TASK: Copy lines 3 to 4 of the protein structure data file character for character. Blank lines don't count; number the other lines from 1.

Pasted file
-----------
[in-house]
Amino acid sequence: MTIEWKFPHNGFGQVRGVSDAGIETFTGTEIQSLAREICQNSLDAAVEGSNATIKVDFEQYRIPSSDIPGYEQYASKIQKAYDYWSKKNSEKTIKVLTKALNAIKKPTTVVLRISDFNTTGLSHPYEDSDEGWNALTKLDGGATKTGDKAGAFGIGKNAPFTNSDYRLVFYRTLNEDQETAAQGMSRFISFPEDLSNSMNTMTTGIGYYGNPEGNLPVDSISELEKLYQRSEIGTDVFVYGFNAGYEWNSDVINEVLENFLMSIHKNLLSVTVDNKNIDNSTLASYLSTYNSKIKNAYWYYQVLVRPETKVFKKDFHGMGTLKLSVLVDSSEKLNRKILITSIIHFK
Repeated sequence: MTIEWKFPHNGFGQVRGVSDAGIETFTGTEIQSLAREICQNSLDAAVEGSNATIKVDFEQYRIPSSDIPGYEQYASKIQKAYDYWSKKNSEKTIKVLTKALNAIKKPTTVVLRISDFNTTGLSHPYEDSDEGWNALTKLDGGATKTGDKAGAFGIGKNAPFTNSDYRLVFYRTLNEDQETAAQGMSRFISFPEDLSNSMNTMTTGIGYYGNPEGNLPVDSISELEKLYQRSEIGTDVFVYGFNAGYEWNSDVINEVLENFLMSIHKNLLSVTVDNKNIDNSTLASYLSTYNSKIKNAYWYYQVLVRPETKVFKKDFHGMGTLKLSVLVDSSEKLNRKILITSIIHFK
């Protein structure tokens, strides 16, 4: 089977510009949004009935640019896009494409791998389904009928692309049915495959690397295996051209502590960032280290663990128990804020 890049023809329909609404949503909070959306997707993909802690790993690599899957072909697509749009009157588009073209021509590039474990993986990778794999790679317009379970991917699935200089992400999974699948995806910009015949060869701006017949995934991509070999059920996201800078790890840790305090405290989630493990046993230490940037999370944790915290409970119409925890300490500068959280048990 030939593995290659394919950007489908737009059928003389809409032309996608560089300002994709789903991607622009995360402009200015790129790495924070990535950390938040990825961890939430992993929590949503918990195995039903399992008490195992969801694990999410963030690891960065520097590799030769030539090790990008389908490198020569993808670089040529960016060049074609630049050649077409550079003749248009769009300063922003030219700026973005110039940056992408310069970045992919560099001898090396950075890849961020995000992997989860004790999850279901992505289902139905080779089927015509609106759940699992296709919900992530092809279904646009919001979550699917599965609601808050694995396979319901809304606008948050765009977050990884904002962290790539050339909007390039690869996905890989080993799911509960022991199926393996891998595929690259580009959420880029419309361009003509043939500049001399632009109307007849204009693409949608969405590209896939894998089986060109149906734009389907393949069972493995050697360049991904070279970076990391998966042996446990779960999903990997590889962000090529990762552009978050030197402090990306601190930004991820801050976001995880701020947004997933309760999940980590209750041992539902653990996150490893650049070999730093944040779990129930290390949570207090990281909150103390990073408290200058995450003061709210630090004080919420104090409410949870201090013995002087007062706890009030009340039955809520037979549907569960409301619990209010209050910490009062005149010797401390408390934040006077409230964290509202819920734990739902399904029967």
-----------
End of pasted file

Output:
Repeated sequence: MTIEWKFPHNGFGQVRGVSDAGIETFTGTEIQSLAREICQNSLDAAVEGSNATIKVDFEQYRIPSSDIPGYEQYASKIQKAYDYWSKKNSEKTIKVLTKALNAIKKPTTVVLRISDFNTTGLSHPYEDSDEGWNALTKLDGGATKTGDKAGAFGIGKNAPFTNSDYRLVFYRTLNEDQETAAQGMSRFISFPEDLSNSMNTMTTGIGYYGNPEGNLPVDSISELEKLYQRSEIGTDVFVYGFNAGYEWNSDVINEVLENFLMSIHKNLLSVTVDNKNIDNSTLASYLSTYNSKIKNAYWYYQVLVRPETKVFKKDFHGMGTLKLSVLVDSSEKLNRKILITSIIHFK
């Protein structure tokens, strides 16, 4: 089977510009949004009935640019896009494409791998389904009928692309049915495959690397295996051209502590960032280290663990128990804020 890049023809329909609404949503909070959306997707993909802690790993690599899957072909697509749009009157588009073209021509590039474990993986990778794999790679317009379970991917699935200089992400999974699948995806910009015949060869701006017949995934991509070999059920996201800078790890840790305090405290989630493990046993230490940037999370944790915290409970119409925890300490500068959280048990 030939593995290659394919950007489908737009059928003389809409032309996608560089300002994709789903991607622009995360402009200015790129790495924070990535950390938040990825961890939430992993929590949503918990195995039903399992008490195992969801694990999410963030690891960065520097590799030769030539090790990008389908490198020569993808670089040529960016060049074609630049050649077409550079003749248009769009300063922003030219700026973005110039940056992408310069970045992919560099001898090396950075890849961020995000992997989860004790999850279901992505289902139905080779089927015509609106759940699992296709919900992530092809279904646009919001979550699917599965609601808050694995396979319901809304606008948050765009977050990884904002962290790539050339909007390039690869996905890989080993799911509960022991199926393996891998595929690259580009959420880029419309361009003509043939500049001399632009109307007849204009693409949608969405590209896939894998089986060109149906734009389907393949069972493995050697360049991904070279970076990391998966042996446990779960999903990997590889962000090529990762552009978050030197402090990306601190930004991820801050976001995880701020947004997933309760999940980590209750041992539902653990996150490893650049070999730093944040779990129930290390949570207090990281909150103390990073408290200058995450003061709210630090004080919420104090409410949870201090013995002087007062706890009030009340039955809520037979549907569960409301619990209010209050910490009062005149010797401390408390934040006077409230964290509202819920734990739902399904029967």